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Massachusetts fall foliage touring

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Did You Know … ?

  • The red maple, which can grow to 120 feet, is America’s most common tree.
  • About 400 of North America’s 1,000 cranberry farms are in Massachusetts.
  • The Topsfield Fair, first called the Cattle Show, is America’s oldest agricultural fair (1820).
  • The colors in autumn leaves are brightest when days are cool and sunny, and nights chilly but without frost.
  • Americans consume some 400 million pounds of cranberries annually, about 20% of that during Thanksgiving week.

Red, yellow and orange

The image of trees aglow with autumn’s reds, yellows and oranges is irrevocably linked to Massachusetts, and for good reason. The state’s ample supply of maples and oaks has made it one of the prime U.S. destinations for viewing fall colors. As with the rest of New England, Massachusetts puts on its intense display of color because of almost pure stands of a few types of trees that change color simultaneously.

October is the time to visit, but good viewing varies across the state. Colors peak first in the west, with top viewing times moving east across the state as the month progresses. At three weeks or more into October, colors generally peak in Cape Cod, Martha’s Vineyard and Nantucket. There are several widely accepted foliage driving routes for catching these scenes, but visitors in a hurry can do their leaf peeping in and around Boston, too.

Made-for-the-camera scenes are enhanced, particularly in the central region and in the Berkshire Mountains, by river valleys and mountainsides that offer striking vantage points for taking it all in.

For enhancements of another kind, in southeastern Massachusetts, cranberry bogs add their own color. The berries ripen and redden in the fall. Harvest season for cranberries runs from late September through October’s leaf-peeping season and sometimes into November.

In fact, autumn is harvest time for lots of foods, making a seasonal trip through Massachusetts a good time to shop at local farm stands, tour an orchard, take a hayride or maybe navigate a corn maze. It’s also an opportunity to attend harvest festivities celebrating the apple, cranberry or pumpkin.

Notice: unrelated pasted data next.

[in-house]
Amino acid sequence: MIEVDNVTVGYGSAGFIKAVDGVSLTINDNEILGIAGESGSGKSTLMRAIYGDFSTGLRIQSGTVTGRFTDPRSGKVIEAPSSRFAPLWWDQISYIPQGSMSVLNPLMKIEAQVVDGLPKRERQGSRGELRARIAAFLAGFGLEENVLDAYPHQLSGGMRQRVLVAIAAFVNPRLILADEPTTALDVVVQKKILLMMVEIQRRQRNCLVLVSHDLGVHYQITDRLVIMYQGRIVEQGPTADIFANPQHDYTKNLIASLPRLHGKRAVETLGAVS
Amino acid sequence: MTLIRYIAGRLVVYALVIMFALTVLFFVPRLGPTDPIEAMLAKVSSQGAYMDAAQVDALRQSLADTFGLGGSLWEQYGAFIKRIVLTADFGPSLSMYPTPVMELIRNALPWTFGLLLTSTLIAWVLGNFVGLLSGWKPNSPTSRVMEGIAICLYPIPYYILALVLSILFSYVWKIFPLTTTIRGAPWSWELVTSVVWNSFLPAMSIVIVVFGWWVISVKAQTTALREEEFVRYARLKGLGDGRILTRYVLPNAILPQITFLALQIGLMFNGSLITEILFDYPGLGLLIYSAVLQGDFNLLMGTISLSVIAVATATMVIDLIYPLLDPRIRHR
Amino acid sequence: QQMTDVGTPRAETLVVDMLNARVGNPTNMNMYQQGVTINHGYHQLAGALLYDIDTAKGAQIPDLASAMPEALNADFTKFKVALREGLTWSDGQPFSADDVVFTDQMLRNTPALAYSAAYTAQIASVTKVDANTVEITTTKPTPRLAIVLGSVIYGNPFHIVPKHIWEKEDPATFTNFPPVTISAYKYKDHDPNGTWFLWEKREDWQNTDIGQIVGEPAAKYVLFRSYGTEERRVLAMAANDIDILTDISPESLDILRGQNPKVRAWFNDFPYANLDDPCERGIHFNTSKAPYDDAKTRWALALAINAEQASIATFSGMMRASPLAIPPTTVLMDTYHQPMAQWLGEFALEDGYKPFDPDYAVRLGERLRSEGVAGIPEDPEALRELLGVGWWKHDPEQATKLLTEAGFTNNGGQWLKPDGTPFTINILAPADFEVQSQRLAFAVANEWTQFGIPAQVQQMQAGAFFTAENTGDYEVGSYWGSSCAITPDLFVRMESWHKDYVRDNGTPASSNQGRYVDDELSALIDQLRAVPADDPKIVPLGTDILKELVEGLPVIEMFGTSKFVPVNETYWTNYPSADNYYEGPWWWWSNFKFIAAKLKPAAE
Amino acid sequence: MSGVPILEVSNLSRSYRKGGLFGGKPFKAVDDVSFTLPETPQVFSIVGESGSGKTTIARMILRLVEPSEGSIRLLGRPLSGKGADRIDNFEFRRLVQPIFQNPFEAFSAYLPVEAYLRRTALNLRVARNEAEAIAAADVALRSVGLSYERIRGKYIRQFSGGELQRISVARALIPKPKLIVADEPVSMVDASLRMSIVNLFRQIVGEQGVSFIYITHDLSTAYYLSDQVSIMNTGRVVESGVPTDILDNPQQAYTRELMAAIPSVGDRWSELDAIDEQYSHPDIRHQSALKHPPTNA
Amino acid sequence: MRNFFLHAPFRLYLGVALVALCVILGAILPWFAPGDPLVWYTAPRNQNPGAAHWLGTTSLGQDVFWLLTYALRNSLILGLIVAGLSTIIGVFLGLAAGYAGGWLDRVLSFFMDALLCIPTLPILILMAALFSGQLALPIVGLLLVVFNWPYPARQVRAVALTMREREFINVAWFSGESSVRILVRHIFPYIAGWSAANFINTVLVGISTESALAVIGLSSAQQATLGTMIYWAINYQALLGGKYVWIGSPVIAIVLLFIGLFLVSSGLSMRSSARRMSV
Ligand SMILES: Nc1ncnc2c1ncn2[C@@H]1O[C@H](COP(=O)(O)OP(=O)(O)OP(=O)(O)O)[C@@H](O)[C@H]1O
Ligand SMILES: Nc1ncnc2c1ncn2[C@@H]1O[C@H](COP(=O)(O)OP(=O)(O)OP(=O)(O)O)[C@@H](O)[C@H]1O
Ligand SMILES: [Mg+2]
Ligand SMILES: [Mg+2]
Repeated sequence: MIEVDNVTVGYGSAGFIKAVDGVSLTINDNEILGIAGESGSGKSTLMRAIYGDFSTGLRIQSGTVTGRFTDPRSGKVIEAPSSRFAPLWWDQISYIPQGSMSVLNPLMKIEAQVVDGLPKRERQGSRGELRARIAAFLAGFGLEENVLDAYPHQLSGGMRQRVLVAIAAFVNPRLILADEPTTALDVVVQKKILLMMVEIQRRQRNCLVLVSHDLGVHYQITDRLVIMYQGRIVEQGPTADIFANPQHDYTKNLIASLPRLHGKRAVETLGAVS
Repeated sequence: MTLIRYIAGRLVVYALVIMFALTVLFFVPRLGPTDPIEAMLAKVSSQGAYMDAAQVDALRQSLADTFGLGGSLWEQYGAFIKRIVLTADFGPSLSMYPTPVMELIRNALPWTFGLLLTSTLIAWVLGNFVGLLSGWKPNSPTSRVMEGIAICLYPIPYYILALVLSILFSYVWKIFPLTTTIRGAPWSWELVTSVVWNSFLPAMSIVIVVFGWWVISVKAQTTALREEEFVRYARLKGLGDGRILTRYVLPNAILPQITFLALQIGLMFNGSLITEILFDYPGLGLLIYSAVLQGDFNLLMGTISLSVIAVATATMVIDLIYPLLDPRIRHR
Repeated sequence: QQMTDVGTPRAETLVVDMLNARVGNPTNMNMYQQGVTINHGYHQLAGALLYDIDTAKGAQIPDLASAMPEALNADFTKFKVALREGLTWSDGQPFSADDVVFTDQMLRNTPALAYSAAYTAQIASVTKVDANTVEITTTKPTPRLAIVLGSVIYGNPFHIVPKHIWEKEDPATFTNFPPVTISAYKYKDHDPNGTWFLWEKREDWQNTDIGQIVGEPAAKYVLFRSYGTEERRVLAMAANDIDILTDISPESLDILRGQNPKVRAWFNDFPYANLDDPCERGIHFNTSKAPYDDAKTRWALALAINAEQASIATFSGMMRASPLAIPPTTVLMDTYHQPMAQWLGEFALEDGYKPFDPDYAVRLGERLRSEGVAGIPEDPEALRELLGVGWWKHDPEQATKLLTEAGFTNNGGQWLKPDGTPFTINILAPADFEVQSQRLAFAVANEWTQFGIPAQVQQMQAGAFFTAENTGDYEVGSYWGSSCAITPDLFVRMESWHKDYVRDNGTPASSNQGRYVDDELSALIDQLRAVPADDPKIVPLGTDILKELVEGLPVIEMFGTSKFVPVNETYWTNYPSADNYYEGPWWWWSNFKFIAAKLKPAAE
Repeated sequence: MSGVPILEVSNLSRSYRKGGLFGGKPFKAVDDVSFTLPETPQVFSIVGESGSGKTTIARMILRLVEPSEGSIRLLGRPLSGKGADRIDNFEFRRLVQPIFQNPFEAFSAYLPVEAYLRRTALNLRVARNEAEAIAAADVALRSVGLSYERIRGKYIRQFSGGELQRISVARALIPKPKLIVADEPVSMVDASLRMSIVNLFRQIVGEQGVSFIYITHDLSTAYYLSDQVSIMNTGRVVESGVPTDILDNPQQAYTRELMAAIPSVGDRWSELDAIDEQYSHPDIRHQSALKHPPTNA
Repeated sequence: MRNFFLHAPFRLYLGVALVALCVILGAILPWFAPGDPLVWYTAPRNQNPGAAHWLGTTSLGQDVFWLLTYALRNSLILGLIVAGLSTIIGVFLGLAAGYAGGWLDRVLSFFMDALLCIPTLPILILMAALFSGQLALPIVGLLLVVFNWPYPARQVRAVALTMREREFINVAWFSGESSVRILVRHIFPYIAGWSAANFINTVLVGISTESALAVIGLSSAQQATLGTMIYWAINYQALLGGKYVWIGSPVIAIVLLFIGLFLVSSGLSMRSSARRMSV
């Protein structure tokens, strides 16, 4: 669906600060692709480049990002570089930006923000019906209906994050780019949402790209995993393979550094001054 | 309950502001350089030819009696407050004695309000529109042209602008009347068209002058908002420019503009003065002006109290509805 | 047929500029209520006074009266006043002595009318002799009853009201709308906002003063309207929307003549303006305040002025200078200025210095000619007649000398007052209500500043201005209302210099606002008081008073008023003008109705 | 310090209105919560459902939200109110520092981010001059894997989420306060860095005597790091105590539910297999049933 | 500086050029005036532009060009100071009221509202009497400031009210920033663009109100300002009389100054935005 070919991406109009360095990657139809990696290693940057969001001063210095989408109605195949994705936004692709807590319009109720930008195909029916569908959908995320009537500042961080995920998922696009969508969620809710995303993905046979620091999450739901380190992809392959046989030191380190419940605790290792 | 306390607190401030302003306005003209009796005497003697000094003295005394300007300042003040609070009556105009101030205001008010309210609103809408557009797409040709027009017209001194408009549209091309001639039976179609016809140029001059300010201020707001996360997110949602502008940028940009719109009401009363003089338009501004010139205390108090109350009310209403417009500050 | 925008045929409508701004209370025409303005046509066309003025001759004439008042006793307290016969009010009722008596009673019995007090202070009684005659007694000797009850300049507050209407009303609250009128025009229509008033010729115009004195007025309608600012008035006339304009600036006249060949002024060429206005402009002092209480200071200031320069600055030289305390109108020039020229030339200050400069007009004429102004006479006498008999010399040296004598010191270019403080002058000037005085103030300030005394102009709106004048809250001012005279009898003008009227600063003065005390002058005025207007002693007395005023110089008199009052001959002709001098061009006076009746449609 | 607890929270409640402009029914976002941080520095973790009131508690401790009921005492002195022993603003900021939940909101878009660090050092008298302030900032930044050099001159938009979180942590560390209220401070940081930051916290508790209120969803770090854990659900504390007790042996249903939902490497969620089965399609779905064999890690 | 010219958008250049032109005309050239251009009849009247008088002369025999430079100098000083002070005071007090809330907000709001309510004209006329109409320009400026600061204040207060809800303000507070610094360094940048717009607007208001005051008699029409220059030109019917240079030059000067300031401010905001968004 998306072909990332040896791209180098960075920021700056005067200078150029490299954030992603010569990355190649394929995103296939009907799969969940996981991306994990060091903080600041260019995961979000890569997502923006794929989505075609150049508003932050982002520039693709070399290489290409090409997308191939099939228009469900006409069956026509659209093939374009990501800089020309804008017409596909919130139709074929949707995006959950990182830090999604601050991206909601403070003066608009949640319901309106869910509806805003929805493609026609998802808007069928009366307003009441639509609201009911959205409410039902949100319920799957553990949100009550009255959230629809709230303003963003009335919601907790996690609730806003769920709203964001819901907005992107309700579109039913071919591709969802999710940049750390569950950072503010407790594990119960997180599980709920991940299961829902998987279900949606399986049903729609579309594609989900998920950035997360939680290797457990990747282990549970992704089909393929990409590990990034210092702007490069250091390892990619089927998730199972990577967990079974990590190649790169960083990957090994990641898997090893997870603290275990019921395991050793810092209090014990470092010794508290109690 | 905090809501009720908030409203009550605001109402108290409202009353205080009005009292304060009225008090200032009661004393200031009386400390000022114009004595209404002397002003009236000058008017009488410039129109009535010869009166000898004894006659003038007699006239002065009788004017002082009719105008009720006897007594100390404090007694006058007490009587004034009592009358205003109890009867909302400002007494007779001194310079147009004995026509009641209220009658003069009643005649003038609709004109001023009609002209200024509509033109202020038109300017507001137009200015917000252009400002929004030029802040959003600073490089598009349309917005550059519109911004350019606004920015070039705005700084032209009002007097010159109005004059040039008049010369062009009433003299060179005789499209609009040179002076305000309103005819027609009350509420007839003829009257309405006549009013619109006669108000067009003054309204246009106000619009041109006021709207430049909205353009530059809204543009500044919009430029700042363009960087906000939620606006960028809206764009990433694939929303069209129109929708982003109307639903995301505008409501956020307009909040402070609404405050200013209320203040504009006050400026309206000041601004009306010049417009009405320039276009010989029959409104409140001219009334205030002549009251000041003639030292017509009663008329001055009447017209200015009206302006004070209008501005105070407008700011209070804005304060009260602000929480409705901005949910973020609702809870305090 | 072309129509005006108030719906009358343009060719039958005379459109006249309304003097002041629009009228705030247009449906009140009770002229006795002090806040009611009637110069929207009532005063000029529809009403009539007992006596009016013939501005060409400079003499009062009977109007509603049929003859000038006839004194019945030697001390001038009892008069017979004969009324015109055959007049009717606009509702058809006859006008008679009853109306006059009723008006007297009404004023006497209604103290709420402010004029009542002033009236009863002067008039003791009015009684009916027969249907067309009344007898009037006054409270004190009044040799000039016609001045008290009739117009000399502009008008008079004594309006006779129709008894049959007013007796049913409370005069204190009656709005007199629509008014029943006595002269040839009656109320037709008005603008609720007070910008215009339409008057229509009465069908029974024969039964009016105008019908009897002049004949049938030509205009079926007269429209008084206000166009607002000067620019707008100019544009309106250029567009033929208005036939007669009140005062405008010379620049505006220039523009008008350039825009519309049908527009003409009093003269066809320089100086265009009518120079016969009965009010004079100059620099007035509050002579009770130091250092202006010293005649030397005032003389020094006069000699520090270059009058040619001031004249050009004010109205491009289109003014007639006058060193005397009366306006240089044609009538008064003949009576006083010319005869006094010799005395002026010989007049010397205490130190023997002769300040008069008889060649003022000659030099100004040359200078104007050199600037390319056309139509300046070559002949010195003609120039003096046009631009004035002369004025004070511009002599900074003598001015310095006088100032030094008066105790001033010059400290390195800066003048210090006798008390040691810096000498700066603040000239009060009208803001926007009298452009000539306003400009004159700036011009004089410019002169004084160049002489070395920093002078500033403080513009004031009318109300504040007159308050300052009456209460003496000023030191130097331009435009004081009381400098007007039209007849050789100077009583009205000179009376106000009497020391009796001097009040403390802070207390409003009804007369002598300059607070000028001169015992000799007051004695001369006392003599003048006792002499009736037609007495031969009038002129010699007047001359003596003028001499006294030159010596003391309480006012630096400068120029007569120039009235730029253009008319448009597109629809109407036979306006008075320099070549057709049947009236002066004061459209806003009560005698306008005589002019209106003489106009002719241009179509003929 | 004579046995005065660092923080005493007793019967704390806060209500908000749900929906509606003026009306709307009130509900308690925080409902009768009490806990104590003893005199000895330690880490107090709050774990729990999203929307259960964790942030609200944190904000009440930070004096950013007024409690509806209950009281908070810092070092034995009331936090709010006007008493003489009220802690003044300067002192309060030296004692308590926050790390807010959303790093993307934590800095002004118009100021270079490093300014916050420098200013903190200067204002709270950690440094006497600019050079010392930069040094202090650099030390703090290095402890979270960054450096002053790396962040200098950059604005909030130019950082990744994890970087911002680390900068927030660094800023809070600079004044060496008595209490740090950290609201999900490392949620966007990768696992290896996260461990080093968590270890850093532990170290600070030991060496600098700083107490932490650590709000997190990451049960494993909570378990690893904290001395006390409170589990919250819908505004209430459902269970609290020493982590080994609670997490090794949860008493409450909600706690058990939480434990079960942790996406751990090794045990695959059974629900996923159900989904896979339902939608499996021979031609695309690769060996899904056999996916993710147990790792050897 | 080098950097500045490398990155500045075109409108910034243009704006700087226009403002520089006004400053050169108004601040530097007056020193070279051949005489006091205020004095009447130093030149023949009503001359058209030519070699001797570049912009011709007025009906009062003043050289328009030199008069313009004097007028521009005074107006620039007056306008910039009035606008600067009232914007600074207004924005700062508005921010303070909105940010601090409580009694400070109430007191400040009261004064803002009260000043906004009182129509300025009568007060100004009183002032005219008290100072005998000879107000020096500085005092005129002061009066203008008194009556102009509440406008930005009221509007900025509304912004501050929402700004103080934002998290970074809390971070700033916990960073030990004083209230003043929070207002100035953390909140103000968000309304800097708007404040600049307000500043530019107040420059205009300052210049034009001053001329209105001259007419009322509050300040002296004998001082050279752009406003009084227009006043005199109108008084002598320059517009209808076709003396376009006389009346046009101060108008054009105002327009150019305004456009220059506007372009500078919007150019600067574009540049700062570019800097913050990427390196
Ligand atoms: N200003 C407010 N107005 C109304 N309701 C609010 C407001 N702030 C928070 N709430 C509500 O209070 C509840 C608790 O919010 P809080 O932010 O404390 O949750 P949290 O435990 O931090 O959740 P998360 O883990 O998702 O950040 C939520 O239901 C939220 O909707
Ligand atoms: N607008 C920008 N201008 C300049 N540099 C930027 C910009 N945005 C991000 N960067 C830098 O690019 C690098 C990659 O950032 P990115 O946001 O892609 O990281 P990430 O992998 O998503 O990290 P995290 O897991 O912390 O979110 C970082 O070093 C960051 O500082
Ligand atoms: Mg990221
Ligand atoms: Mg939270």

Foliage touring and Thanksgiving don’t coincide, but Thanksgiving — which is America’s national harvest celebration — took its inspiration from events that occurred in Massachusetts in 1621. It seems logical, therefore, amidst all these autumnal scenes and activities, to pay a call at Plimoth Plantation, the living history museum at Plymouth that recalls the days of Pilgrims and that evocative 1621 Thanksgiving meal.

It probably goes without saying, but it’s a good idea to book hotels comfortably in advance of a foliage tour in Massachusetts.

Things to do for Venturers

  • Fly over the colorful foliage on a zipline.
  • Climb to the top of Wachusett Mountain, north of Worcester, for the foliage on the mountain and, once at the top, for sweeping views across Massachusetts and New Hampshire. Or, alternatively, and for similar reasons, climb Mount Greylock, the highest peak in Massachusetts, in the Berkshires.
  • See the bogs at the annual Cranberry Harvest Celebration from a helicopter. The event, held in October in Wareham, includes demonstrations of the wet cranberry harvest and cooking demonstrations.
  • At the Northfield Mountain Recreational and Environmental Center in Northfield, get your foliage fix by rock climbing at Rose Ledge.
  • Hot-air ballooning is a great way to see the landscape and its colors across impressive distances.
  • Hop on a bicycle and watch the bright foliage glide by — while your legs get the exercise.

Things to do for Centrics

  • Sign on for bread baking or another cooking class, or a barnyard lesson focused on farm animals, all at Plimoth Plantation. A re-creation of the original Pilgrim settlement, Plimoth offers a glimpse of what life was like in the 1600s.
  • Build a scenic foliage drive around the cranberry bogs in southeastern Massachusetts for the double benefit of seeing the colorful bogs and the leaves.
  • At the Northfield Mountain Recreational and Environmental Center in Northfield, overlooking the Connecticut River, take in the scene from a kayak or while aboard a guided riverboat cruise.
  • Combine your day’s foliage outing with a day on horseback.
  • On an October weekend at Old Sturbridge Village, taste heirloom apples and try your hand at cider making. Make your own sachet of mulling spices for use at home.
  • Rent a canoe or kayak and paddle through the serene, tree-lined Quabbin Reservoir at Belchertown.

Things to do for Authentics

  • Join a multiday motorcoach tour designed to show passengers the state’s best colors.
  • A number of farms welcome tourists. Look for one where you can enjoy a horse- or tractor-drawn hayride.
  • Walk around Concord’s Walden Pond, a noted scenic spot for foliage and the pond made famous by Henry David Thoreau.
  • Choose your scenic drive. The Mohawk Trail, part of the east-west Route 2, is regarded as one of the most beautiful.
  • Or, drive the north-south Connecticut River Byway, and stop at South Hadley for a short river cruise to admire the trees at waterside.
  • Take a half-day, full-day or one-week fall foliage cruise out of Boston.

Additional Resources

For more information, consult the Massachusetts Office of Travel and Tourism at